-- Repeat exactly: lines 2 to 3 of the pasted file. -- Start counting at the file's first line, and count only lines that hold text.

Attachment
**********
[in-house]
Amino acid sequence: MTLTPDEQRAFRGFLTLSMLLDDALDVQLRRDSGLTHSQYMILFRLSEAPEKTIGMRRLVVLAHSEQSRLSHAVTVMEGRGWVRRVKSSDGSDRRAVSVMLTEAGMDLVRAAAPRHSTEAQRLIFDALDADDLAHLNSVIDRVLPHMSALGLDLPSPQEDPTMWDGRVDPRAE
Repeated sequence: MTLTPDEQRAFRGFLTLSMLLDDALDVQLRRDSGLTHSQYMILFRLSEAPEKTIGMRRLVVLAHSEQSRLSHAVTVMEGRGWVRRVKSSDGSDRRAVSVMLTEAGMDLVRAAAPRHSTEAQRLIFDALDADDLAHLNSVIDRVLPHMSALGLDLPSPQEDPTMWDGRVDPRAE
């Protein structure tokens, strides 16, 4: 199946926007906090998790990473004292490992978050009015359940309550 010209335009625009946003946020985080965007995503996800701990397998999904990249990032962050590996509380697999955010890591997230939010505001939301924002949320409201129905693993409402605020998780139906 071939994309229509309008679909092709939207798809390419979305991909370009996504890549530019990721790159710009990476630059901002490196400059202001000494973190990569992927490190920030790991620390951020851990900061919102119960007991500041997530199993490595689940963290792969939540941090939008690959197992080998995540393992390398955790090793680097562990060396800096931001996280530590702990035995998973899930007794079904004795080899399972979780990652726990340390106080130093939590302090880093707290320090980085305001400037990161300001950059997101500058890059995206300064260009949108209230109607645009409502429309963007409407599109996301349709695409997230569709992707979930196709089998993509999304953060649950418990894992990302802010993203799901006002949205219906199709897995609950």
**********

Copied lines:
Amino acid sequence: MTLTPDEQRAFRGFLTLSMLLDDALDVQLRRDSGLTHSQYMILFRLSEAPEKTIGMRRLVVLAHSEQSRLSHAVTVMEGRGWVRRVKSSDGSDRRAVSVMLTEAGMDLVRAAAPRHSTEAQRLIFDALDADDLAHLNSVIDRVLPHMSALGLDLPSPQEDPTMWDGRVDPRAE
Repeated sequence: MTLTPDEQRAFRGFLTLSMLLDDALDVQLRRDSGLTHSQYMILFRLSEAPEKTIGMRRLVVLAHSEQSRLSHAVTVMEGRGWVRRVKSSDGSDRRAVSVMLTEAGMDLVRAAAPRHSTEAQRLIFDALDADDLAHLNSVIDRVLPHMSALGLDLPSPQEDPTMWDGRVDPRAE